A bright green envelope arrived in the mail the other day. It proclaimed “Happiness Inside!” in bold letters, begging to be opened right away. Of course this piece of junk mail didn’t contain a secret elixir of joy or a magic happy pill that would make my job obsolete. Instead, I found a coupon for $10 off my next pair of shoes. Happiness? Probably not. More likely a fleeting sense of satisfaction that wears off before the shoes are even out of the box. This envelope wasn’t really telling me to find my own happiness inside, it was suggesting that I need to look somewhere else.
It’s not uncommon to search for something to make us happy. Perhaps it’s the next new car (or pair of shoes), the next boyfriend, or even the next drink. We look to external sources for our own happiness. Entire industries are based on this tendency. How many advertisements can you think of that show beaming, beautiful people enjoying new “stuff” of some kind? Those people appear to have what we want, and whatever product they’re promoting seems like the best way to get it. Obtaining new stuff does release dopamine, which activates the pleasure center in the brain. We feel good, satisfied, perhaps even happy for a brief period of time. However, as time passes, that feeling does, too. We are left wanting more. Luckily, my new coupon has arrived to lure me back into the shoe store for another hit.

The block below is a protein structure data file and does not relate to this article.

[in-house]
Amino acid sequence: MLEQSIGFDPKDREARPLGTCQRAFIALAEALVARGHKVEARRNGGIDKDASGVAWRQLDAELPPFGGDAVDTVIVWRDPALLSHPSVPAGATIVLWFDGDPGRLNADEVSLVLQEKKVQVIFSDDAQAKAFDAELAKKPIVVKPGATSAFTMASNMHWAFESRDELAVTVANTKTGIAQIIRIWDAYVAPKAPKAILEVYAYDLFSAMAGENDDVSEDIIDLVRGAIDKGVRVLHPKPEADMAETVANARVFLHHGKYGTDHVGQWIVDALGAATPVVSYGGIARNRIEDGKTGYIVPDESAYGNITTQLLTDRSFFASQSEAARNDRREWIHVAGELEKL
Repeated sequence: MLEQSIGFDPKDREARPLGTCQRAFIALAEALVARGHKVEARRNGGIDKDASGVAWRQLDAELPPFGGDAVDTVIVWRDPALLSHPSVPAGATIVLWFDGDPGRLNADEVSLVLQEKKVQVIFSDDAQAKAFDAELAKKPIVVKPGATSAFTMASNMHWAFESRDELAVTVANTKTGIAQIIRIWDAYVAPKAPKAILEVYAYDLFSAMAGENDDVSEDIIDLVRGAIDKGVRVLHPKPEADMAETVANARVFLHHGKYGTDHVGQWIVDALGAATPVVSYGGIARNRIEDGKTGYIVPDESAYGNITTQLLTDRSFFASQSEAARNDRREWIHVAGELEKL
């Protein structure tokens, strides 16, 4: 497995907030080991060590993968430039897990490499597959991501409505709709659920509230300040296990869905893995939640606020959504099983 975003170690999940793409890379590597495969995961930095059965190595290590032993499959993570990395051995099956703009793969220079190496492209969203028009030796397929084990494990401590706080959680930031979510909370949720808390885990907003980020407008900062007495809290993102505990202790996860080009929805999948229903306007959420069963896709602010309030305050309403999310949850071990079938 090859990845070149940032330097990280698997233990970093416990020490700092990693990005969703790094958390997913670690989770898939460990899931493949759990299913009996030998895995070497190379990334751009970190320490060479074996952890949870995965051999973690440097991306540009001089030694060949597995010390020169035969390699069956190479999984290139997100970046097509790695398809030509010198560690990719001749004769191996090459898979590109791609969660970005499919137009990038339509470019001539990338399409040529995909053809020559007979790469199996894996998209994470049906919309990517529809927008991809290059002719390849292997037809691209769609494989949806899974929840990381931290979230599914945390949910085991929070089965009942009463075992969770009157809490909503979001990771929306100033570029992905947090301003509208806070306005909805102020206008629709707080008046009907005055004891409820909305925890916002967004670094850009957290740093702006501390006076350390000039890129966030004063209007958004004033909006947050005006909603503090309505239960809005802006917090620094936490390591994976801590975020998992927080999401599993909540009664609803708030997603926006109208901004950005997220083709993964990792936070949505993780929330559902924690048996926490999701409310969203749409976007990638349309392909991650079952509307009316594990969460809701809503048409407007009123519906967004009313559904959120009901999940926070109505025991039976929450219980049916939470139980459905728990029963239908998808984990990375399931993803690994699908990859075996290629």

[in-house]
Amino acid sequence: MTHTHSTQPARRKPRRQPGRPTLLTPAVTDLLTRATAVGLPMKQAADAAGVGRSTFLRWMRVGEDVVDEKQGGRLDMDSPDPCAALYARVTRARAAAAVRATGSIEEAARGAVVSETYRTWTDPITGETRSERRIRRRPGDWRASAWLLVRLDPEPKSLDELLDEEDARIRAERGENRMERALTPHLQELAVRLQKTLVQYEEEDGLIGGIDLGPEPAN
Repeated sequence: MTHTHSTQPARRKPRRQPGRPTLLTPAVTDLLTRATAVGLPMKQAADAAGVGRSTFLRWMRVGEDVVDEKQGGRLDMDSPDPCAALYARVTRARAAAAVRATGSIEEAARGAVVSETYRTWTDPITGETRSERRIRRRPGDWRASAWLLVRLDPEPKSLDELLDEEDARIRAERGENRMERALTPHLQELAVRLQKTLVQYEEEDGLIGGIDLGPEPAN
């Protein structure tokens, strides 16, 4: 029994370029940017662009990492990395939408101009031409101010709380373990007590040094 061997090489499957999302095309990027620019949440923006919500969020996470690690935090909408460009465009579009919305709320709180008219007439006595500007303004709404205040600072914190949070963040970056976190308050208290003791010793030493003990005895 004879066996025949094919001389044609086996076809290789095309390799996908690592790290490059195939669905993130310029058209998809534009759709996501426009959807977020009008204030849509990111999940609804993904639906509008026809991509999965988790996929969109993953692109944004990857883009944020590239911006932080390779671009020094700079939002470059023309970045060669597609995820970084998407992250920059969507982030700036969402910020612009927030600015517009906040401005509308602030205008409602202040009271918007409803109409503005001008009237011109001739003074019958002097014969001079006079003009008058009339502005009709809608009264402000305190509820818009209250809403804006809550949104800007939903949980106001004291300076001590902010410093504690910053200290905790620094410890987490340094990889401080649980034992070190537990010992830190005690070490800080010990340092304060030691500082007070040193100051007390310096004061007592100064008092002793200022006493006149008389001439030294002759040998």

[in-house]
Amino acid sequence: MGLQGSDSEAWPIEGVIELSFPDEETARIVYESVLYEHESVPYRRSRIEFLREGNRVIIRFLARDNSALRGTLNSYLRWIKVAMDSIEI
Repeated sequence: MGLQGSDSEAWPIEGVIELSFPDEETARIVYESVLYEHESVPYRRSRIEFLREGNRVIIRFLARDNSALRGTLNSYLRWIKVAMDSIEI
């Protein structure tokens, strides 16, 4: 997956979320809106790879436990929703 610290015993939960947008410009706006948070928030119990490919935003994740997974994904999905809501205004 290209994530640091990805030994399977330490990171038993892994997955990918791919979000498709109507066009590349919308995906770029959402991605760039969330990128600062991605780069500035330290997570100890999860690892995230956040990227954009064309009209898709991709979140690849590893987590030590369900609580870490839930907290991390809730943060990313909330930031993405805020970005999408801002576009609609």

So lasting happiness doesn’t come from more stuff. How about another person? There’s nothing like a new relationship to create a giddy, joyful feeling where nothing else seems to matter. Love certainly gets those pleasure centers humming. This feeling, too, fades with time, hopefully to be replaced by mature feelings of respect and connection. A loving relationship is a wonderful thing, but someone else can’t make us happy.
So where do we look for real happiness? The green envelope actually had it right all along. We need to look inside. True happiness is not dependent on having everything perfect in life. It is a felt sense of joy that is always present inside if we take the time to sit in stillness and look. It is the present moment, the gratitude for each breath we take, and the inner knowledge that nothing needs to change to allow us to be happy. Happiness takes effort to find each day, as our experiences and our thoughts about our experiences affect us. But think of happiness as a deep, vast ocean. On the surface, winds and rain create waves and turbulence, but the depths remain calm and quiet, unaffected by the elements above. When I need to remind myself it is there, I take time to focus on my breath, in seated meditation or yoga. Then the surface storms dissolve into the depths and I know. Happiness is indeed inside.